Sharing my daughter's cancer story

  • Names and images in this article have been anonymised
    Names in this article have been anonymised

Ben is a former teacher and father to two daughters, eight-year-old Sarah and three-year-old Laura. We spoke to Ben a few days ago on what was almost exactly a year to the day that his eldest daughter was first diagnosed with cancer. Today, Ben shares his story;

‘It’s hard to imagine it’s only a year ago that I first found out Sarah had developed cancer. I wanted to share mine and my family’s experiences for two reasons. Firstly, I wanted to highlight just what an incredible job everyone at the NHS and especially Southampton Children’s Hospital did for Sarah. Secondly, I wanted to use this experience as an opportunity to encourage others to do something for those children who can’t reach treatment because they are too far away, can’t afford it or never even knew they had cancer. I hope our story inspires readers to act now by supporting World Child Cancer to give children around the world the gift of growing up.

“Around a year ago Tasha, Sarah and Laura’s mother, had taken the kids to Spain during their summer holidays after Sarah had just finished year 3 at school. I spoke to the girls almost every night whilst they were away and one evening Tasha told me that Sarah was feeling a bit unwell. They later visited the GP after Tasha had noticed there was blood in Sarah’s urine and she was given antibiotics as it was thought she had a urine infection.”

“Although worried I didn’t think much of it as I expected Sarah to be back to her usual self after a good night’s sleep.

“Two days after being told Sarah had been unwell Tasha sent me a picture of our daughter on a drip in the local hospital.”

Ben explained that after being given the antibiotics, Sarah had bled when going to the toilet again and was complaining of terrible stomach pains. Natasha phoned the resort reception for help and an ambulance arrived to take the family to the local hospital in Murcia where she was put on the drip.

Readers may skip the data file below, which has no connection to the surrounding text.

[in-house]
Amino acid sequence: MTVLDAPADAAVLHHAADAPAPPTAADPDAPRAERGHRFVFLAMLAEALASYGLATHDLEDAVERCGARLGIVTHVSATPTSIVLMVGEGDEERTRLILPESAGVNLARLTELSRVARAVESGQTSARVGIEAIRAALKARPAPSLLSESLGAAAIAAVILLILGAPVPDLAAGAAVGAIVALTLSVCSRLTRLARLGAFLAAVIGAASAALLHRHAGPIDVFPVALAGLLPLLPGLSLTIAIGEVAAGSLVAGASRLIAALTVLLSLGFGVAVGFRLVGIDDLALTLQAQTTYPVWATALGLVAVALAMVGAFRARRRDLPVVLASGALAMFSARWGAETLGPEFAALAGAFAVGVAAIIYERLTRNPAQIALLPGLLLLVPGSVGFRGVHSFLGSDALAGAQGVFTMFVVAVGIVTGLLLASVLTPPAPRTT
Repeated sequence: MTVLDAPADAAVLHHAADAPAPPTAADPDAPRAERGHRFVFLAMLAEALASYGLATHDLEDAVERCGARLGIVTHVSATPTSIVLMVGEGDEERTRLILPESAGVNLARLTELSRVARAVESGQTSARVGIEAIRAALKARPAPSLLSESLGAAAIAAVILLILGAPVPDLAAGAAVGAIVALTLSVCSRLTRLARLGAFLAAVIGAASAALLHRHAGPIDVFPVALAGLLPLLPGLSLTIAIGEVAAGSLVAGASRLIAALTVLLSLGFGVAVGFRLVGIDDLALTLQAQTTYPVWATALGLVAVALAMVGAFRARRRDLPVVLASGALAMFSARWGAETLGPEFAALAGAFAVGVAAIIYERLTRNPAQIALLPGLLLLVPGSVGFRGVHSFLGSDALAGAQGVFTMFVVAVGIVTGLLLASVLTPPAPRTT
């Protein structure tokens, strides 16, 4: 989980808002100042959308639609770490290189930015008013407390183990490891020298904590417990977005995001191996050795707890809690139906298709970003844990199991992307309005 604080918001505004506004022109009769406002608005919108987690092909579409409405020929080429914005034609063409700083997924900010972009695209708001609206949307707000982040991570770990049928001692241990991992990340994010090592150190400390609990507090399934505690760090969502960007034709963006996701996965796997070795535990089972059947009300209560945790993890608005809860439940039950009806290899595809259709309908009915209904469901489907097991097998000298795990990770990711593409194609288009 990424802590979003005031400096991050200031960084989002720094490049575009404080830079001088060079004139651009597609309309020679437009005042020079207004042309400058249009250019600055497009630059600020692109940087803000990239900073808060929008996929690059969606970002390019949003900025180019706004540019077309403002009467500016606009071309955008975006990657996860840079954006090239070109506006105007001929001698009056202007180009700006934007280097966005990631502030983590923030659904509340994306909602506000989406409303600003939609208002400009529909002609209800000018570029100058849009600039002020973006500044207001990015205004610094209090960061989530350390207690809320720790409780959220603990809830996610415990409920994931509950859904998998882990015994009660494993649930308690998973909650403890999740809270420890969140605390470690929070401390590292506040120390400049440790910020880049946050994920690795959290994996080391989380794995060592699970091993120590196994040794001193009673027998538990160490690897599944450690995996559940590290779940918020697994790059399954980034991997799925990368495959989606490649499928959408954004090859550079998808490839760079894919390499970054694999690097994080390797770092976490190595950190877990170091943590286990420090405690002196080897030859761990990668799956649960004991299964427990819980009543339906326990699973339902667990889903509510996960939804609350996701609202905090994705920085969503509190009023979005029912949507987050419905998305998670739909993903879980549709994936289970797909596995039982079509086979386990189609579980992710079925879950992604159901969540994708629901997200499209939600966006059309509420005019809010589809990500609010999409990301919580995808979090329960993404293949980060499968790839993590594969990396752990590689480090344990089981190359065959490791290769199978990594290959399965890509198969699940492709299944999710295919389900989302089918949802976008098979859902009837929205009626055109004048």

“After the initial shock of the picture I was able to have a video call with Sarah and she seemed far more upbeat than I expected. I was shopping when speaking to Sarah and was picking up a Harry Potter box set as a gift for her to lift her spirits when she returned home. Just as my mind had been put to rest I received a call from Tasha with news that turned my world upside down in a matter or moments.”

Ben had just been told that after an emergency ultrasound the doctors had confirmed that their eight-year-old daughter had developed kidney cancer.

“Tasha and the kids flew back to the UK the next day as planned and Sarah was admitted to Southampton Children’s hospital where I stayed by her side as she was being treated. We initially stayed at the hospital from Sunday to Tuesday before returning on Thursday where Sarah underwent a minor operation before starting the chemotherapy protocol. It seems strange but when I we first arrived on the paediatric oncology ward it never crossed my mind that this was a ward just for children with cancer. It was only when I started meeting other parents in the kitchen area that I realised we weren’t alone.”

Throughout the duration of Sarah’s stay at the hospital, Ben was astounded at the quality of care and the personnel who went above and beyond each day to care for Sarah and the other children on the ward.

“As well as the doctors and nurses we met Hayley and Claire from the play therapy team who were phenomenal throughout. Nothing was too much for them and they did their utmost to make Sarah feel as comfortable as possible.”